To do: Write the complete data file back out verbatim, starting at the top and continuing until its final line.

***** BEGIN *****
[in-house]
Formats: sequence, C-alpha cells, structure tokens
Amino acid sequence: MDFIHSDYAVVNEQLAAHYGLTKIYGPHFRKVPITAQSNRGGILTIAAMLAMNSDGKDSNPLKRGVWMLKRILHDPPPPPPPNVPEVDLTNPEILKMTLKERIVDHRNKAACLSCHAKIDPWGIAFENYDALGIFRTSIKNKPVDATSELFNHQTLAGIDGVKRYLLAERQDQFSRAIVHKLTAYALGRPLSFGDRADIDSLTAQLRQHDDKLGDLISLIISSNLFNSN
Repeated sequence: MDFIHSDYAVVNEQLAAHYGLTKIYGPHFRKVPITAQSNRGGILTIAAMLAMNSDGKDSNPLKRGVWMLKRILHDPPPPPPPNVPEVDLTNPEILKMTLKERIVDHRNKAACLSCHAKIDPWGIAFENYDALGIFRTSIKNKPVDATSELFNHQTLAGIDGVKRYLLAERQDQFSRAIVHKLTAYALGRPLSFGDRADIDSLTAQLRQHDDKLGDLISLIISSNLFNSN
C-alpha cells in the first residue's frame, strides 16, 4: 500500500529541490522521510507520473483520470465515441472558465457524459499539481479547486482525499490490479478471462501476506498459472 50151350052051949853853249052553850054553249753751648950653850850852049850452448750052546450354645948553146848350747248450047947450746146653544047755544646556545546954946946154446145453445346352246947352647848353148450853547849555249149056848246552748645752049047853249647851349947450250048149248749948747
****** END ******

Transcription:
[in-house]
Formats: sequence, C-alpha cells, structure tokens
Amino acid sequence: MDFIHSDYAVVNEQLAAHYGLTKIYGPHFRKVPITAQSNRGGILTIAAMLAMNSDGKDSNPLKRGVWMLKRILHDPPPPPPPNVPEVDLTNPEILKMTLKERIVDHRNKAACLSCHAKIDPWGIAFENYDALGIFRTSIKNKPVDATSELFNHQTLAGIDGVKRYLLAERQDQFSRAIVHKLTAYALGRPLSFGDRADIDSLTAQLRQHDDKLGDLISLIISSNLFNSN
Repeated sequence: MDFIHSDYAVVNEQLAAHYGLTKIYGPHFRKVPITAQSNRGGILTIAAMLAMNSDGKDSNPLKRGVWMLKRILHDPPPPPPPNVPEVDLTNPEILKMTLKERIVDHRNKAACLSCHAKIDPWGIAFENYDALGIFRTSIKNKPVDATSELFNHQTLAGIDGVKRYLLAERQDQFSRAIVHKLTAYALGRPLSFGDRADIDSLTAQLRQHDDKLGDLISLIISSNLFNSN
C-alpha cells in the first residue's frame, strides 16, 4: 500500500529541490522521510507520473483520470465515441472558465457524459499539481479547486482525499490490479478471462501476506498459472 50151350052051949853853249052553850054553249753751648950653850850852049850452448750052546450354645948553146848350747248450047947450746146653544047755544646556545546954946946154446145453445346352246947352647848353148450853547849555249149056848246552748645752049047853249647851349947450250048149248749948747